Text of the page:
- SKU: 18881542
- Release Date: 09/28/2010
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Roy Rogers could do no wrong at the box office in 1946, so it's safe to assume that Song of Arizona would have been a hit even if it hadn't been as good as it is. The plot is slightly reminiscent of Boys Town, with Gabby Whittaker (Gabby Hayes) running an Arizona ranch for homeless boys. One of Gabby's charges, young Chip (Tommy Cook), is the son of notorious bank robber King Blaine (Lyle Talbot). When Blaine is killed, Chip secretly digs up his dad's stolen money, intending to use it to pay off Gabby's mortgage. It is up to Roy Rogers to rescue Chip's from his Blaine's gang and to convince the boy that ill-gotten gains never did anyone any good (not in the movies, anyway). The film's musical highlight is a nightclub sequence, spotlighting a Roy Rogers-Dale Evans duet. ~ Hal Erickson, Rovi
Romance on the Range
It's hard to dislike the Roy Rogers musical western Romance on the Range, but it's equally hard to get too enthusiastic about it. Rogers plays the owner of a western ranch who suspects that something is amiss with his highly secretive foreman Banning (Edward Pawley). Assuming a phony name, Roy gets a job as a ranchhand on his own spread, eventually discovering that Banning is secretly the head of a bandit gang which has been fencing stolen furs at the local trading post. Innocently caught in the middle of all this is postmistress Joan Stuart (Linda Hayes) who falls in love with Rogers while unaware of his true identity. As Steve, veteran movie heavy Harry Woods plays a relatively benign role in Romance on the Range. ~ Hal Erickson, Rovi
Shine On, Harvest Moon
This Roy Rogers starrer is set in motion by a range war between ex-partners Brower (William Farnum) and Jackson (Stanley Andrews). Adding to Brower's headaches is the fact that Jackson is a crook who's not above stealing cattle to suit his purposes. When Jackson manages to frame Brower on a trumped-up criminal charge, that's when hero Rogers swings into action. Roy's leading lady this time out is Lynne Roberts, herein billed as Mary Hart, reportedly because Republic wanted its own "Rogers and Hart" team. The 1944 Warner Bros. musical Shine on Harvest Moon bears no relation to this 1939 Republic oater. ~ Hal Erickson, Rovi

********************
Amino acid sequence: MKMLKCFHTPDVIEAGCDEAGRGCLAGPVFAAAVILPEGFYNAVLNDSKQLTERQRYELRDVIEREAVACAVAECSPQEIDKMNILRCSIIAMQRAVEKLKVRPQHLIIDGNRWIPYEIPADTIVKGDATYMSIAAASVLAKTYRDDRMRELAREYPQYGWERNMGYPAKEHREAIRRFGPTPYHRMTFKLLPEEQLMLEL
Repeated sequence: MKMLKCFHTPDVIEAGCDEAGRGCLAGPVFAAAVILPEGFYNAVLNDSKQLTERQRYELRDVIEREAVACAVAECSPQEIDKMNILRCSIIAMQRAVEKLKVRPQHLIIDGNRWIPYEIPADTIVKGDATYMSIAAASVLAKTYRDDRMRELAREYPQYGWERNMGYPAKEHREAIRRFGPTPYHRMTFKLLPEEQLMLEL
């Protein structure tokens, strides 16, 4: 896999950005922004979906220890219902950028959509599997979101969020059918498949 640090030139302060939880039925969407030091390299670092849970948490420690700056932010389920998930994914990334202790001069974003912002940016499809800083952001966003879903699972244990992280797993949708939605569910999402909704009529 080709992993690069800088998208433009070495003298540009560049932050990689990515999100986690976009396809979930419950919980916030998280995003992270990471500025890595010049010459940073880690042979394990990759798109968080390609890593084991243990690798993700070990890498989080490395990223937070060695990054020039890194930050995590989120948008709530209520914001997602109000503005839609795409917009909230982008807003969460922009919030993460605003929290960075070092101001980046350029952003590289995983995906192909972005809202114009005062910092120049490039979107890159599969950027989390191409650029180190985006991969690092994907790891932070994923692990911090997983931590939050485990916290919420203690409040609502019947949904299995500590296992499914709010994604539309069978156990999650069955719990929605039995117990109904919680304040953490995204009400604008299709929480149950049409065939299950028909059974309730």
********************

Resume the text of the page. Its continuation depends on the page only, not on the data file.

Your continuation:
Roll on Texas Moon
Roll on Texas Moon was the first of 26 Roy Rogers vehicles directed by fast-action specialist William Witney. The plot concerns a deadly feud between cattle ranchers and sheepherders, with the villains playing both ends down the middle. Working on behalf of the cattlemen, Rogers tries to avoid an all-out range war, finding time to champion the cause of gorgeous sheep rancher Jill Delaney (Dale Evans). Dennis Hoey, best known for his portrayals of the thick-witted Lestrade in Universal's "Sherlock Holmes" series, is rather surprisingly cast as the main heavy. While the musical content of Roll on Texas Moon is as omniprescent as ever, the "thrill" content is considerably heightened by the expert contributions of William Witney. ~ Hal Erickson, Rovi
Young Buffalo Bill
Young Buffalo Bill was one of a brief series of Roy Rogers "historical westerns" of the early 1940s. Per the title, Rogers plays the youthful Bill Cody, here depicted as an assistant land surveyor in old New Mexico. The villains plot to get their hands on valuable mineral deposits in the region, and to that end enlist the aid of a hostile Indian tribe. But Young Buffalo Bill saves the day, with a bit of assistance from the ever-on-time US Cavalry. George "Gabby" Hayes is around for his traditional comedy relief, while the aristocratic Spanish-American heroine is played by winsome Pauline Moore, Republic's "answer" to Margaret Sullavan. ~ Hal Erickson, Rovi
Cast & Crew
- Johnny Calkins - Clarence
- Michael Chapin - Cyclops
- Edmund Cobb - Sheriff
- Tommy Cook - Chip
- Dick Curtis - Bart